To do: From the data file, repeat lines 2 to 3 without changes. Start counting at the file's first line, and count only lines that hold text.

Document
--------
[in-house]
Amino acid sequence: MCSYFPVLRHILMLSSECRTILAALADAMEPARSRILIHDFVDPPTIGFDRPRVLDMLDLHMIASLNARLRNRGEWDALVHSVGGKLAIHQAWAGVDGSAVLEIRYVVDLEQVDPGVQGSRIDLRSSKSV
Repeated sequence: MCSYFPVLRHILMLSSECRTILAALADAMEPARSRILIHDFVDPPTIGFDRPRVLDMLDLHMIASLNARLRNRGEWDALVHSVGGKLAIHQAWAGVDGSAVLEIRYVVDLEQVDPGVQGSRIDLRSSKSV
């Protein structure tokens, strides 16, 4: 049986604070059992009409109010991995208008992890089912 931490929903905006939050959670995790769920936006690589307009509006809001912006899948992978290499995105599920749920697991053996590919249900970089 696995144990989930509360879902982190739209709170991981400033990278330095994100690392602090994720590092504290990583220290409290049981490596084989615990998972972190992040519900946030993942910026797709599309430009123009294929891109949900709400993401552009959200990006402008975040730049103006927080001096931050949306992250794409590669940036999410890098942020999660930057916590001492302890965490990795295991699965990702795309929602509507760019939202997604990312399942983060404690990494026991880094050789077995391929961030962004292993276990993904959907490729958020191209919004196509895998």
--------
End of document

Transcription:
Amino acid sequence: MCSYFPVLRHILMLSSECRTILAALADAMEPARSRILIHDFVDPPTIGFDRPRVLDMLDLHMIASLNARLRNRGEWDALVHSVGGKLAIHQAWAGVDGSAVLEIRYVVDLEQVDPGVQGSRIDLRSSKSV
Repeated sequence: MCSYFPVLRHILMLSSECRTILAALADAMEPARSRILIHDFVDPPTIGFDRPRVLDMLDLHMIASLNARLRNRGEWDALVHSVGGKLAIHQAWAGVDGSAVLEIRYVVDLEQVDPGVQGSRIDLRSSKSV